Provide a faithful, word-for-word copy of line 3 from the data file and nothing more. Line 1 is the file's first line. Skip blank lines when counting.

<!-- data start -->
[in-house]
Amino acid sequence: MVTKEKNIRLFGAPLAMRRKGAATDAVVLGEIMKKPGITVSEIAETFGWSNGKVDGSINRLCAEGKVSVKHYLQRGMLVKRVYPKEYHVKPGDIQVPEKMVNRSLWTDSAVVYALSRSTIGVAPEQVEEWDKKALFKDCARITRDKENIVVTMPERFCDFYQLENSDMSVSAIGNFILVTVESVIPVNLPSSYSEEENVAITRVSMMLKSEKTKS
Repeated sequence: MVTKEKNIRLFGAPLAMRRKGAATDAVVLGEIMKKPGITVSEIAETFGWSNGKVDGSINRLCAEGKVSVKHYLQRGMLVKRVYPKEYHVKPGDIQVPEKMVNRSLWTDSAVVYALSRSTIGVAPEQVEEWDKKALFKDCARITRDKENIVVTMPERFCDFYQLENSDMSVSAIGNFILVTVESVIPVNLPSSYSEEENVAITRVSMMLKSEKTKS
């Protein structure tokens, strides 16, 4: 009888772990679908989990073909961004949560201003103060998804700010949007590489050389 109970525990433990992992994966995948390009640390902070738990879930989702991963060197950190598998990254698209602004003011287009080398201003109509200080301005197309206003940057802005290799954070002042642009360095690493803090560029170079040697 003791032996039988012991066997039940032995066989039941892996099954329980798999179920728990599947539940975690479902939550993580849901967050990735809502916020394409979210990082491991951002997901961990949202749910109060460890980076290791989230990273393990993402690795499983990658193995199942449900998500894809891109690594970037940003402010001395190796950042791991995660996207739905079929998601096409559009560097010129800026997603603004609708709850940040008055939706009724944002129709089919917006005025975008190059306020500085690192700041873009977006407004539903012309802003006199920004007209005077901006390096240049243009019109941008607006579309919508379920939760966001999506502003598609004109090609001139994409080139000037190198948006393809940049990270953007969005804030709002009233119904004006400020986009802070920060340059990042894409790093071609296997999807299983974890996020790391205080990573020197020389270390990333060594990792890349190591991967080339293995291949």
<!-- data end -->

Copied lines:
Repeated sequence: MVTKEKNIRLFGAPLAMRRKGAATDAVVLGEIMKKPGITVSEIAETFGWSNGKVDGSINRLCAEGKVSVKHYLQRGMLVKRVYPKEYHVKPGDIQVPEKMVNRSLWTDSAVVYALSRSTIGVAPEQVEEWDKKALFKDCARITRDKENIVVTMPERFCDFYQLENSDMSVSAIGNFILVTVESVIPVNLPSSYSEEENVAITRVSMMLKSEKTKS